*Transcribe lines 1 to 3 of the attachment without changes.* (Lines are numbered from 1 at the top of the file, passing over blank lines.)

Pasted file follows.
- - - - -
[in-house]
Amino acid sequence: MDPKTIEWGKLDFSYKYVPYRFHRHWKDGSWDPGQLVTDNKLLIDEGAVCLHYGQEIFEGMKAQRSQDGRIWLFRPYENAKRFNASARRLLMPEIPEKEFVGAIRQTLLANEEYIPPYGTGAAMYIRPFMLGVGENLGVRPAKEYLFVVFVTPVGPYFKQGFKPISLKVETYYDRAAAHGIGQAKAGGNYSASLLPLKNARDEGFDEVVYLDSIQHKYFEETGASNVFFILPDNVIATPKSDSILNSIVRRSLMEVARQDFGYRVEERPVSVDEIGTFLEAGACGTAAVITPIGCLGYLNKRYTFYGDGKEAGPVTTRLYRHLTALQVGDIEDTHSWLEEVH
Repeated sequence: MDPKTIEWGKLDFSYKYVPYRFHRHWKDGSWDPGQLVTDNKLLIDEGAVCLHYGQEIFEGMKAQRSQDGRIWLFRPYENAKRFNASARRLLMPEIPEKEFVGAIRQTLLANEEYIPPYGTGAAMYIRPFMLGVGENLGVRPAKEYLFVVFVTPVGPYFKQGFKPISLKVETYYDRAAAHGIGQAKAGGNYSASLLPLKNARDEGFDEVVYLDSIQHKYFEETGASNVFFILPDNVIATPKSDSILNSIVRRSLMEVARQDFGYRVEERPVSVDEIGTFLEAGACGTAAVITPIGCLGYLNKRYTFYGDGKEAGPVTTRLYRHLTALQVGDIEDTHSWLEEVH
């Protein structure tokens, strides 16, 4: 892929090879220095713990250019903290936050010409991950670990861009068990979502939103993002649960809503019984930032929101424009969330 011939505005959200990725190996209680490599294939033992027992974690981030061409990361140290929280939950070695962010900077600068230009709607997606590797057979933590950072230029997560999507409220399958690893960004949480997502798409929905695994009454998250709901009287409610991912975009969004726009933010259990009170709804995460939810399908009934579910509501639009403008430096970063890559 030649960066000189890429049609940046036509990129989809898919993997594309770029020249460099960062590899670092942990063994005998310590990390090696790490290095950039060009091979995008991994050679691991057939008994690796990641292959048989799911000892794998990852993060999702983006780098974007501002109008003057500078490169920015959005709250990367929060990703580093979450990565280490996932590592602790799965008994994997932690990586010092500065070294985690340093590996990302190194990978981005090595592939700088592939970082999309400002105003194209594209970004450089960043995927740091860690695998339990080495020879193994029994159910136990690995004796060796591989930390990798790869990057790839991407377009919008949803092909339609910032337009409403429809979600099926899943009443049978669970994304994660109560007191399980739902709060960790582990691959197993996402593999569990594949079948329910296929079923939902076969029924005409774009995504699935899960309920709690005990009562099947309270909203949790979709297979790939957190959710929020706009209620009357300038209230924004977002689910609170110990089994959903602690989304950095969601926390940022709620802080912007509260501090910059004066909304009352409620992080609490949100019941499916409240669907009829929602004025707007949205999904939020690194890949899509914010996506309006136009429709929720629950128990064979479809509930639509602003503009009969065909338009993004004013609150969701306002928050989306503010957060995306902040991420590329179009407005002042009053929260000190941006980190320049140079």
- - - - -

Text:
[in-house]
Amino acid sequence: MDPKTIEWGKLDFSYKYVPYRFHRHWKDGSWDPGQLVTDNKLLIDEGAVCLHYGQEIFEGMKAQRSQDGRIWLFRPYENAKRFNASARRLLMPEIPEKEFVGAIRQTLLANEEYIPPYGTGAAMYIRPFMLGVGENLGVRPAKEYLFVVFVTPVGPYFKQGFKPISLKVETYYDRAAAHGIGQAKAGGNYSASLLPLKNARDEGFDEVVYLDSIQHKYFEETGASNVFFILPDNVIATPKSDSILNSIVRRSLMEVARQDFGYRVEERPVSVDEIGTFLEAGACGTAAVITPIGCLGYLNKRYTFYGDGKEAGPVTTRLYRHLTALQVGDIEDTHSWLEEVH
Repeated sequence: MDPKTIEWGKLDFSYKYVPYRFHRHWKDGSWDPGQLVTDNKLLIDEGAVCLHYGQEIFEGMKAQRSQDGRIWLFRPYENAKRFNASARRLLMPEIPEKEFVGAIRQTLLANEEYIPPYGTGAAMYIRPFMLGVGENLGVRPAKEYLFVVFVTPVGPYFKQGFKPISLKVETYYDRAAAHGIGQAKAGGNYSASLLPLKNARDEGFDEVVYLDSIQHKYFEETGASNVFFILPDNVIATPKSDSILNSIVRRSLMEVARQDFGYRVEERPVSVDEIGTFLEAGACGTAAVITPIGCLGYLNKRYTFYGDGKEAGPVTTRLYRHLTALQVGDIEDTHSWLEEVH